Anti-Flag - A Document of Dissent (Cover Artwork)
Staff Review

Anti-Flag

Anti-Flag: A Document of Dissent

A Document of Dissent (2014)

A-F Records


3.5
A Document of Dissent is Anti—Flag's new greatest hits record, comprised of 26 of the bands songs to celebrate their 20th anniversary. The songs have been remastered by Mass Giorgini and span each of the band's eight studio records, arranged in chronological order. The content of the colle...

A Document of Dissent is Anti—Flag's new greatest hits record, comprised of 26 of the bands songs to celebrate their 20th anniversary. The songs have been remastered by Mass Giorgini and span each of the band's eight studio records, arranged in chronological order.

The content of the collection isn't too surprising. All of the classics are there: "Die for the Government", "Turncoat", "This is the End", and on and on. This is a collection of fast, angry, punk rock songs with catchy sing—along choruses. The inclusion of fan—favourites "This Machine Kills Fascists", "911 For Peace" and "Spaz's House Destruction Party" is great. No omissions are too obvious (although, none of the slower, more experimental tracks from The Bright Lights of America make an appearance) except for the band's political manifesto "No Borders, No Nations" and a few others here and there, which is to be expected from any greatest hits collection. On the whole though, the tracklisting is very successful.

The chronology works really well too. They could have repackaged it and tried to make it feel like a cohesive record, but using chronological order shows off the band's growth. It's clear how much they have improved, musically, across their 20 years. The vocals in particular improve dramatically across the collection, which perhaps stands out the most. While the first section of the album is comprised of primarily, fast, in your face, punk rock songs, the subtleties of the later songs really come through. "Good and Ready" has an outstanding bass line while the melody and depth of "Sodom, Gomorrah, Washington D.C" shines. The lyricism is unforgiving throughout, taking aim at the government, the wars, the economy; never getting less prominent, only slightly more intelligent, throughout. It's quite interesting seeing how most of their early tracks are still lyrically relevant 20 years on.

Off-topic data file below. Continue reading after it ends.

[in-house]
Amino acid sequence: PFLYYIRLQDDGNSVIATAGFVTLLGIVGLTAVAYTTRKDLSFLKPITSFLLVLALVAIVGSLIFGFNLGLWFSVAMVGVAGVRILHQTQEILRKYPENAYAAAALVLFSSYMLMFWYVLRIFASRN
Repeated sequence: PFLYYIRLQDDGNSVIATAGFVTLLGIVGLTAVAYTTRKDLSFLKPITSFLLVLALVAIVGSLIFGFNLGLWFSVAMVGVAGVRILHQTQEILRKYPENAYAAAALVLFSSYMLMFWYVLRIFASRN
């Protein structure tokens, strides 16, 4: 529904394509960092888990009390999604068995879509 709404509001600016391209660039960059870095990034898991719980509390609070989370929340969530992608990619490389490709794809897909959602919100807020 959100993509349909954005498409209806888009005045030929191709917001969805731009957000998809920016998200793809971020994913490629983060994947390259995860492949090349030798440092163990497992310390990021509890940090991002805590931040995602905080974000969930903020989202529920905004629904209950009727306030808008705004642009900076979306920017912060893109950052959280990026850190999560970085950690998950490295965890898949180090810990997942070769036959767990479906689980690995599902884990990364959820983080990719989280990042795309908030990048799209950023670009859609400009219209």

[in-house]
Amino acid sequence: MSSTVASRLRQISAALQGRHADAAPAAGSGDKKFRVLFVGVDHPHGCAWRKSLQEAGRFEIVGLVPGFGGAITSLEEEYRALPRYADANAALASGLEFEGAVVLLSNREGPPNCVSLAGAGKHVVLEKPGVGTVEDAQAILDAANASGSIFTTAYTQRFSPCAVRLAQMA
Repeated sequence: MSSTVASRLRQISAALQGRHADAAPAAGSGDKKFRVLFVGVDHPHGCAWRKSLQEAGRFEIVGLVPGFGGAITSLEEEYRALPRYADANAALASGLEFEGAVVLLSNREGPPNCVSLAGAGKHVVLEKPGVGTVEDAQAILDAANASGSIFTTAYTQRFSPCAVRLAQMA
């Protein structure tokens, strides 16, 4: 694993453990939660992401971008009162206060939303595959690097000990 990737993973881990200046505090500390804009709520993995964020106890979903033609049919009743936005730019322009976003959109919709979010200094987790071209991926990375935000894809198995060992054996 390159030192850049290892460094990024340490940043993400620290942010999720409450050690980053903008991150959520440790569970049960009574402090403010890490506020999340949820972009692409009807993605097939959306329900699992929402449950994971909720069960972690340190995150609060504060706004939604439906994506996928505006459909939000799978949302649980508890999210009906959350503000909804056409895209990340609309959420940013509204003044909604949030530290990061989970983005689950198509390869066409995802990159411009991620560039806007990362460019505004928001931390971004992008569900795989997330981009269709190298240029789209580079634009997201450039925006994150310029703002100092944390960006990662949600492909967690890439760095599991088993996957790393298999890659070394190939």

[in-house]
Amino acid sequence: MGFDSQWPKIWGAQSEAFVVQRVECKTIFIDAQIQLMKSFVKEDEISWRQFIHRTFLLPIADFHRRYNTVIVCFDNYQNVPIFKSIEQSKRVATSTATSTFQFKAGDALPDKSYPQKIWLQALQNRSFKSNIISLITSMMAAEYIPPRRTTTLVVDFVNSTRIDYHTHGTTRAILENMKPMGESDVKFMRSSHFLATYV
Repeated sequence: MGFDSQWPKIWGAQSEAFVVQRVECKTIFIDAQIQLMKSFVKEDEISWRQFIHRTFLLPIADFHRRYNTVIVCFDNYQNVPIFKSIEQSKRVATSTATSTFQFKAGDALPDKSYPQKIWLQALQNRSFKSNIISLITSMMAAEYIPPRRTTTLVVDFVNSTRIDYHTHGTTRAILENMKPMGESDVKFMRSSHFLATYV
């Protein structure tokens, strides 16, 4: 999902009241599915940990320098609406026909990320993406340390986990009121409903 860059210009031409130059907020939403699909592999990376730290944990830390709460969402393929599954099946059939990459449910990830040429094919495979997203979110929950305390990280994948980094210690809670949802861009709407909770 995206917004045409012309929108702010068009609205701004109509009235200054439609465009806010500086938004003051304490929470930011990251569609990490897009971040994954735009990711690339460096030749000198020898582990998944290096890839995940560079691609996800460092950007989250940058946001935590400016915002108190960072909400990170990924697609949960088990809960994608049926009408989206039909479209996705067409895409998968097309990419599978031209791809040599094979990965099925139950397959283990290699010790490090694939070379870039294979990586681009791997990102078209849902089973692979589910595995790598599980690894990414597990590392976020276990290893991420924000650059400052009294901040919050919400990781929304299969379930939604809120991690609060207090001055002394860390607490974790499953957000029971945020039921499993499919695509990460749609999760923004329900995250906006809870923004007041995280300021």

The two selling features for current fans of the band are the liner notes (which I have not seen, so can't comment on) which show the bands chronology alongside world events, displaying how the band has been influenced by the world around them over the years. The other feature is the fact that the collection is remastered. Songs like "Underground Network", "This Machine Kills Fascists" and "A New Kind of Army", are still raw, yet feel a lot fuller and sound more up to date. However, for the later songs, it makes little difference and is barely noticeable.

Overall, this is a great starting place for those new to the band. The older songs which have been remastered sound great, and the selection of songs is near—perfect, but there seems to be little reason for current fans to buy this. Although, while a greatest hits collection might seem unnecessary to some, Anti—Flag have always been described as a "gateway" band into punk music, and this collection will make it even easier for people to get into their music.